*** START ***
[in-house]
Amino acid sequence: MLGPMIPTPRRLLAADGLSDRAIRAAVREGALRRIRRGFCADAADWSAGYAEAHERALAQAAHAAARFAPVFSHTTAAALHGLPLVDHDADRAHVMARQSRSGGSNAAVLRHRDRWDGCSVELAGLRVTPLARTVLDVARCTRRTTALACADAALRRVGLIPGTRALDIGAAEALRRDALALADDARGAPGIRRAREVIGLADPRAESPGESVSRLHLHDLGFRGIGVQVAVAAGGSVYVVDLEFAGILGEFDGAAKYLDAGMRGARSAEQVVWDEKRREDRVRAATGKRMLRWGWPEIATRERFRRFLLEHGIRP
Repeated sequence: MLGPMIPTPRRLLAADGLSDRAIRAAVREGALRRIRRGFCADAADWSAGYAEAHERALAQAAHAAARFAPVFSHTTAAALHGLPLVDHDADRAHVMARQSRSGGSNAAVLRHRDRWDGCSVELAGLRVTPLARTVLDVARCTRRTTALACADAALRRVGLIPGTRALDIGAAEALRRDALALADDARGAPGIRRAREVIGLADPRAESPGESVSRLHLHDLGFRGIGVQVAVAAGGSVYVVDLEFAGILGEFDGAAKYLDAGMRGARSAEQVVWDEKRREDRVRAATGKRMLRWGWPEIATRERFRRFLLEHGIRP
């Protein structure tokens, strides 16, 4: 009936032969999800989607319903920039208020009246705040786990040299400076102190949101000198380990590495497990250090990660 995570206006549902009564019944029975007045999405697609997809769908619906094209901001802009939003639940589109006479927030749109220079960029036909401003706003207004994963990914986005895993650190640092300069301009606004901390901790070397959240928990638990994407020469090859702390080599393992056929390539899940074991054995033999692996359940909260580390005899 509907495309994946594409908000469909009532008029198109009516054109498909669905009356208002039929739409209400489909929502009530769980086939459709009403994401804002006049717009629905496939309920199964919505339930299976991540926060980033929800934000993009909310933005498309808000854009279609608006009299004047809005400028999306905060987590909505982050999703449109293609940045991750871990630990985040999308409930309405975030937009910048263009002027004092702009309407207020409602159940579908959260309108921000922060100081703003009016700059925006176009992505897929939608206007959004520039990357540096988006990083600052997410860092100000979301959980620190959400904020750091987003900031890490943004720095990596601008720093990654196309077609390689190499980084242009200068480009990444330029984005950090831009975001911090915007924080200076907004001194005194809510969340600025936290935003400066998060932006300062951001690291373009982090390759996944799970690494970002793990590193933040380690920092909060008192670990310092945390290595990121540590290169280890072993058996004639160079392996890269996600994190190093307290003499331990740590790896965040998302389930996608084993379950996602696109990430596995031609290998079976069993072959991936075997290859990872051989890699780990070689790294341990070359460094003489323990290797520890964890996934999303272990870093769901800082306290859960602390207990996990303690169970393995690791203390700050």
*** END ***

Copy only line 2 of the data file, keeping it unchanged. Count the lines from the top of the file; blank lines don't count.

Amino acid sequence: MLGPMIPTPRRLLAADGLSDRAIRAAVREGALRRIRRGFCADAADWSAGYAEAHERALAQAAHAAARFAPVFSHTTAAALHGLPLVDHDADRAHVMARQSRSGGSNAAVLRHRDRWDGCSVELAGLRVTPLARTVLDVARCTRRTTALACADAALRRVGLIPGTRALDIGAAEALRRDALALADDARGAPGIRRAREVIGLADPRAESPGESVSRLHLHDLGFRGIGVQVAVAAGGSVYVVDLEFAGILGEFDGAAKYLDAGMRGARSAEQVVWDEKRREDRVRAATGKRMLRWGWPEIATRERFRRFLLEHGIRP